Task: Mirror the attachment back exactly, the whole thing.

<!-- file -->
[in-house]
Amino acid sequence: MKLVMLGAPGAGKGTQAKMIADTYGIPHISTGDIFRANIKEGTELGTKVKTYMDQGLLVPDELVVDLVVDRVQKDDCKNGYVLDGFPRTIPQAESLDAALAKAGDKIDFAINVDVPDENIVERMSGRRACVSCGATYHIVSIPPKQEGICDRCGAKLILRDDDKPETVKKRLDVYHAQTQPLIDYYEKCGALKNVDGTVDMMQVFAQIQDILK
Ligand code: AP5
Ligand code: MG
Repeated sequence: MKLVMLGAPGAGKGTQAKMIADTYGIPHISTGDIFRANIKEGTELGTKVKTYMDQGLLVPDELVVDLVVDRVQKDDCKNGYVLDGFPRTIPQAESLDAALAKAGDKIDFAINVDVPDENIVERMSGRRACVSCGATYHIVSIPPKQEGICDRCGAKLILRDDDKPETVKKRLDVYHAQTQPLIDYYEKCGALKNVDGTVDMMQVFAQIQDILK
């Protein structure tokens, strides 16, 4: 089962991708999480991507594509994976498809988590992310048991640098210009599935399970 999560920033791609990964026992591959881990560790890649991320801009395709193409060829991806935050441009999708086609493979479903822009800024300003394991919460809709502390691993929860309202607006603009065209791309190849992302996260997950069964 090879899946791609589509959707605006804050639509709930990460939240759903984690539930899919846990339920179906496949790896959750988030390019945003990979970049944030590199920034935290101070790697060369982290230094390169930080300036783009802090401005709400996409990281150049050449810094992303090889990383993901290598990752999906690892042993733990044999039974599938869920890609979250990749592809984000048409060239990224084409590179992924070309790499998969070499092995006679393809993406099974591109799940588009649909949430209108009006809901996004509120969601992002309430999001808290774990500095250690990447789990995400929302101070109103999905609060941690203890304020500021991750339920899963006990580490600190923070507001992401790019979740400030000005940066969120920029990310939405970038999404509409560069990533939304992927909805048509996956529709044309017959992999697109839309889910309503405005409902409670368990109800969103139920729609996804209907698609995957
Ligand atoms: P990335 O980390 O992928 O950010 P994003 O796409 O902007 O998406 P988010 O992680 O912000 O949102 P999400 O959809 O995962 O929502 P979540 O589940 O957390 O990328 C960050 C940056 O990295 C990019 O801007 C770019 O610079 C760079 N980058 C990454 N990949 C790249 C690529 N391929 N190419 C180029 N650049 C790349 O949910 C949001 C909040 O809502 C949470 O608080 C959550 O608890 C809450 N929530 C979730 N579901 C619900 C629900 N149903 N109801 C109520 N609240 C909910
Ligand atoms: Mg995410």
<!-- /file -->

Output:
[in-house]
Amino acid sequence: MKLVMLGAPGAGKGTQAKMIADTYGIPHISTGDIFRANIKEGTELGTKVKTYMDQGLLVPDELVVDLVVDRVQKDDCKNGYVLDGFPRTIPQAESLDAALAKAGDKIDFAINVDVPDENIVERMSGRRACVSCGATYHIVSIPPKQEGICDRCGAKLILRDDDKPETVKKRLDVYHAQTQPLIDYYEKCGALKNVDGTVDMMQVFAQIQDILK
Ligand code: AP5
Ligand code: MG
Repeated sequence: MKLVMLGAPGAGKGTQAKMIADTYGIPHISTGDIFRANIKEGTELGTKVKTYMDQGLLVPDELVVDLVVDRVQKDDCKNGYVLDGFPRTIPQAESLDAALAKAGDKIDFAINVDVPDENIVERMSGRRACVSCGATYHIVSIPPKQEGICDRCGAKLILRDDDKPETVKKRLDVYHAQTQPLIDYYEKCGALKNVDGTVDMMQVFAQIQDILK
């Protein structure tokens, strides 16, 4: 089962991708999480991507594509994976498809988590992310048991640098210009599935399970 999560920033791609990964026992591959881990560790890649991320801009395709193409060829991806935050441009999708086609493979479903822009800024300003394991919460809709502390691993929860309202607006603009065209791309190849992302996260997950069964 090879899946791609589509959707605006804050639509709930990460939240759903984690539930899919846990339920179906496949790896959750988030390019945003990979970049944030590199920034935290101070790697060369982290230094390169930080300036783009802090401005709400996409990281150049050449810094992303090889990383993901290598990752999906690892042993733990044999039974599938869920890609979250990749592809984000048409060239990224084409590179992924070309790499998969070499092995006679393809993406099974591109799940588009649909949430209108009006809901996004509120969601992002309430999001808290774990500095250690990447789990995400929302101070109103999905609060941690203890304020500021991750339920899963006990580490600190923070507001992401790019979740400030000005940066969120920029990310939405970038999404509409560069990533939304992927909805048509996956529709044309017959992999697109839309889910309503405005409902409670368990109800969103139920729609996804209907698609995957
Ligand atoms: P990335 O980390 O992928 O950010 P994003 O796409 O902007 O998406 P988010 O992680 O912000 O949102 P999400 O959809 O995962 O929502 P979540 O589940 O957390 O990328 C960050 C940056 O990295 C990019 O801007 C770019 O610079 C760079 N980058 C990454 N990949 C790249 C690529 N391929 N190419 C180029 N650049 C790349 O949910 C949001 C909040 O809502 C949470 O608080 C959550 O608890 C809450 N929530 C979730 N579901 C619900 C629900 N149903 N109801 C109520 N609240 C909910
Ligand atoms: Mg995410």